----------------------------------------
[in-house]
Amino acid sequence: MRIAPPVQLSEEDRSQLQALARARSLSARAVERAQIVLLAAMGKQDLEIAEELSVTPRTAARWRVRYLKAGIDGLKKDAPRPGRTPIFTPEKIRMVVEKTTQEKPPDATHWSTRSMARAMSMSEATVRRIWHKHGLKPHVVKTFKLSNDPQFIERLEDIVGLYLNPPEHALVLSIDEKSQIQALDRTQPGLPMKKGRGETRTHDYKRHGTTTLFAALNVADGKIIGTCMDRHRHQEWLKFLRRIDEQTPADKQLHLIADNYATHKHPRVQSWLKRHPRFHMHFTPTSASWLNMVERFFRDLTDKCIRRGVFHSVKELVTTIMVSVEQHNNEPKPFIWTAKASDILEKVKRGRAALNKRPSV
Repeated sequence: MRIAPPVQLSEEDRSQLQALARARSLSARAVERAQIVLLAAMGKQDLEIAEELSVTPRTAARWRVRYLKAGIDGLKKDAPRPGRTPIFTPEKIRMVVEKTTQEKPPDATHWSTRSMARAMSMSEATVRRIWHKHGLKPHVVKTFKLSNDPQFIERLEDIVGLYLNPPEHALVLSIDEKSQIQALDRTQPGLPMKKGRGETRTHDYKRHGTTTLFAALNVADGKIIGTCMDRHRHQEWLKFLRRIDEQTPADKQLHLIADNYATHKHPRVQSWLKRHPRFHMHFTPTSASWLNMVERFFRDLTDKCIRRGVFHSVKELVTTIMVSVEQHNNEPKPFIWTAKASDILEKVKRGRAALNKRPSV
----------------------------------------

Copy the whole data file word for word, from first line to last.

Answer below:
[in-house]
Amino acid sequence: MRIAPPVQLSEEDRSQLQALARARSLSARAVERAQIVLLAAMGKQDLEIAEELSVTPRTAARWRVRYLKAGIDGLKKDAPRPGRTPIFTPEKIRMVVEKTTQEKPPDATHWSTRSMARAMSMSEATVRRIWHKHGLKPHVVKTFKLSNDPQFIERLEDIVGLYLNPPEHALVLSIDEKSQIQALDRTQPGLPMKKGRGETRTHDYKRHGTTTLFAALNVADGKIIGTCMDRHRHQEWLKFLRRIDEQTPADKQLHLIADNYATHKHPRVQSWLKRHPRFHMHFTPTSASWLNMVERFFRDLTDKCIRRGVFHSVKELVTTIMVSVEQHNNEPKPFIWTAKASDILEKVKRGRAALNKRPSV
Repeated sequence: MRIAPPVQLSEEDRSQLQALARARSLSARAVERAQIVLLAAMGKQDLEIAEELSVTPRTAARWRVRYLKAGIDGLKKDAPRPGRTPIFTPEKIRMVVEKTTQEKPPDATHWSTRSMARAMSMSEATVRRIWHKHGLKPHVVKTFKLSNDPQFIERLEDIVGLYLNPPEHALVLSIDEKSQIQALDRTQPGLPMKKGRGETRTHDYKRHGTTTLFAALNVADGKIIGTCMDRHRHQEWLKFLRRIDEQTPADKQLHLIADNYATHKHPRVQSWLKRHPRFHMHFTPTSASWLNMVERFFRDLTDKCIRRGVFHSVKELVTTIMVSVEQHNNEPKPFIWTAKASDILEKVKRGRAALNKRPSV